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Anxiety is a normal response to stressors in a person’s life. People often experience anxiety when on a first date, public speaking, starting a new job, making an important decision and in a host of other circumstances. Experiencing mild anxiety before new experiences can actually be beneficial. However, there are times when anxiety starts to interfere with life, making it difficult to function on a day-to-day basis. About 18 percent of the U.S. population, in any given year, will experience an excessive amount of anxiety.

When Anxiety Becomes a Problem

Sometimes people experience debilitating anxiety after going through traumatic experiences, social interactions, specific fears or general worry about numerous events or activities. When worry becomes excessive, some people experience panic attacks. Panic attacks occur when someone has intense, sudden fear. Some symptoms of panic attacks include muscle tension, shortness of breath, chest pain, sweating, pounding heart, feeling of choking, nausea, chills, hot flushes, fear of dying or fear of losing control.

Anxiety in children sometimes looks different than anxiety in adults. Children with anxiety may appear to have behavioral problems similar to ADHD. Children may have difficulty concentrating and appear easily distracted in the classroom or at home. Children with anxiety often fidget and have difficulty sitting still. Some children may complain of stomachaches or headaches.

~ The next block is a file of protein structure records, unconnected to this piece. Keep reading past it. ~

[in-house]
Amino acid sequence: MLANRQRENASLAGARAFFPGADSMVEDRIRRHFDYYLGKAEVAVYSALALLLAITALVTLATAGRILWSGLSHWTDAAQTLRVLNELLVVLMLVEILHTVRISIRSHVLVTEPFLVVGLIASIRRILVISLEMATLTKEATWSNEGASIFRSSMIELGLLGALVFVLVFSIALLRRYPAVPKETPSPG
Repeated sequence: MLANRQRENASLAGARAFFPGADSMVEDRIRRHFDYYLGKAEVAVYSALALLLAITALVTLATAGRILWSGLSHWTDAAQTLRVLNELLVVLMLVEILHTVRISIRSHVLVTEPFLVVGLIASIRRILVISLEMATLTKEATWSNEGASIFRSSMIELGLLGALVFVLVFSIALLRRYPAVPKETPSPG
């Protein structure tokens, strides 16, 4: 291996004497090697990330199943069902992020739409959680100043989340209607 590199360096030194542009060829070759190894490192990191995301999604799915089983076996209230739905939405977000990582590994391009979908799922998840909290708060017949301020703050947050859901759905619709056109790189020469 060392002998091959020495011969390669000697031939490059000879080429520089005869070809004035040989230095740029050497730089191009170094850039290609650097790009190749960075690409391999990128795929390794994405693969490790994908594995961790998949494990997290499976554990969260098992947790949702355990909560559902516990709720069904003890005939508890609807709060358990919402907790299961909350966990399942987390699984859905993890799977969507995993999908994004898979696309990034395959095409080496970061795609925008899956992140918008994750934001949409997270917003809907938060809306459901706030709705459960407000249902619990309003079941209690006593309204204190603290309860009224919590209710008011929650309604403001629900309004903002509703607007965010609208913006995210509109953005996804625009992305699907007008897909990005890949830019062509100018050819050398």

When anxiety starts to interfere with your life, it may be time for help.

What can you do?

Cognitive Behavioral Therapy, and sometimes Trauma-Focused Cognitive Behavioral Therapy, can work for many people experiencing anxiety disorders. The Counseling Connection therapists are trained to help you deal with and conquer anxiety problems.

We understand the decision to get outside help with an anxiety problem is not always an easy one. Some helpful questions to ask yourself may be, “Am I experiencing…”

  • Excessive, uncontrollable worry?
  • Difficulty concentrating?
  • Sleep difficulties?
  • Changes in appetite?
  • Panic attacks?
  • Avoidance of feared situations?

Answering “yes” to one or more of the above questions may indicate that anxiety is interfering with your life. The Counseling Connection is here to help. Call us for an appointment at 304.340.3676.

1021 Quarrier St., Suite 414
Charleston, WV 25301

947 Charleston Road
Ripley, WV 25271

Phone: 304.340.3676
Fax: 304.340.3688